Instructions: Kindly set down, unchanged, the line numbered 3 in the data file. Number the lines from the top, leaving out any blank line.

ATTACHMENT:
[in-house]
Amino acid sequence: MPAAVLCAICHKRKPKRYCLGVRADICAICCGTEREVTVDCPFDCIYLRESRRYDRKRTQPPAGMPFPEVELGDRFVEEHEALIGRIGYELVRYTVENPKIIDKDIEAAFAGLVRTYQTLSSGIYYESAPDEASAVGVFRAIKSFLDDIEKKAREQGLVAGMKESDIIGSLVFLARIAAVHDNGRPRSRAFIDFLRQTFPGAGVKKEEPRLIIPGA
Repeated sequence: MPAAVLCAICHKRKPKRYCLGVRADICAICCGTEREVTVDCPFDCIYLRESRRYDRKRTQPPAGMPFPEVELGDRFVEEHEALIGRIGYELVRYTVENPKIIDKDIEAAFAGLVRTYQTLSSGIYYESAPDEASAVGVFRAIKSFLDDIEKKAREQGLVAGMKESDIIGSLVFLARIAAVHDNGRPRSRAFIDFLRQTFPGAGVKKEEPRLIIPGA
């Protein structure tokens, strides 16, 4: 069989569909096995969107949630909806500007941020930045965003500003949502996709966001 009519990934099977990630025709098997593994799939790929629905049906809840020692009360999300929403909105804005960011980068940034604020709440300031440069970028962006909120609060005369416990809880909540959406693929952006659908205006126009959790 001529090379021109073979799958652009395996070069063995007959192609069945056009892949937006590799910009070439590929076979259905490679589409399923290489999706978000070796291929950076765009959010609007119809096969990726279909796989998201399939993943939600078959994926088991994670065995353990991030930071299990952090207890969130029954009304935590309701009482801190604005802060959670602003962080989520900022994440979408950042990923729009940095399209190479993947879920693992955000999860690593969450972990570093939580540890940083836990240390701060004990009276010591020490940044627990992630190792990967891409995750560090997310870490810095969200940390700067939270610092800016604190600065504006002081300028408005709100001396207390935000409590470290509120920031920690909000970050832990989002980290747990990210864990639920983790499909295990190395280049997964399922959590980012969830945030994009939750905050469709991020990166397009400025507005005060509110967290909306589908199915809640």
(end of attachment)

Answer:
Repeated sequence: MPAAVLCAICHKRKPKRYCLGVRADICAICCGTEREVTVDCPFDCIYLRESRRYDRKRTQPPAGMPFPEVELGDRFVEEHEALIGRIGYELVRYTVENPKIIDKDIEAAFAGLVRTYQTLSSGIYYESAPDEASAVGVFRAIKSFLDDIEKKAREQGLVAGMKESDIIGSLVFLARIAAVHDNGRPRSRAFIDFLRQTFPGAGVKKEEPRLIIPGA